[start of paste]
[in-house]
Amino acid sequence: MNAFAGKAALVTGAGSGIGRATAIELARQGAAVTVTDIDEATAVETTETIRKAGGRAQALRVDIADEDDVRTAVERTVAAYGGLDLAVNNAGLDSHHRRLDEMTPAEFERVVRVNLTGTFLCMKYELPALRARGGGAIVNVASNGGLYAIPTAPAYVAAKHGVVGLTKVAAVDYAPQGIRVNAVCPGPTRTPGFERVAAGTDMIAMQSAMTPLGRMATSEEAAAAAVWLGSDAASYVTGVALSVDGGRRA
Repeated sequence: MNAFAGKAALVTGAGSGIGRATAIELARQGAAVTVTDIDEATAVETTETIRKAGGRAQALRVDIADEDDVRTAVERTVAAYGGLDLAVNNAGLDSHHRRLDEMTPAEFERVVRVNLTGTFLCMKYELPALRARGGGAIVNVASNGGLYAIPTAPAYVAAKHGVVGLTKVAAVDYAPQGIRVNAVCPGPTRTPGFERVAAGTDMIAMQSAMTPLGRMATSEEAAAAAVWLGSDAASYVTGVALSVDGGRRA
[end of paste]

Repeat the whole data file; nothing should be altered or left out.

[in-house]
Amino acid sequence: MNAFAGKAALVTGAGSGIGRATAIELARQGAAVTVTDIDEATAVETTETIRKAGGRAQALRVDIADEDDVRTAVERTVAAYGGLDLAVNNAGLDSHHRRLDEMTPAEFERVVRVNLTGTFLCMKYELPALRARGGGAIVNVASNGGLYAIPTAPAYVAAKHGVVGLTKVAAVDYAPQGIRVNAVCPGPTRTPGFERVAAGTDMIAMQSAMTPLGRMATSEEAAAAAVWLGSDAASYVTGVALSVDGGRRA
Repeated sequence: MNAFAGKAALVTGAGSGIGRATAIELARQGAAVTVTDIDEATAVETTETIRKAGGRAQALRVDIADEDDVRTAVERTVAAYGGLDLAVNNAGLDSHHRRLDEMTPAEFERVVRVNLTGTFLCMKYELPALRARGGGAIVNVASNGGLYAIPTAPAYVAAKHGVVGLTKVAAVDYAPQGIRVNAVCPGPTRTPGFERVAAGTDMIAMQSAMTPLGRMATSEEAAAAAVWLGSDAASYVTGVALSVDGGRRA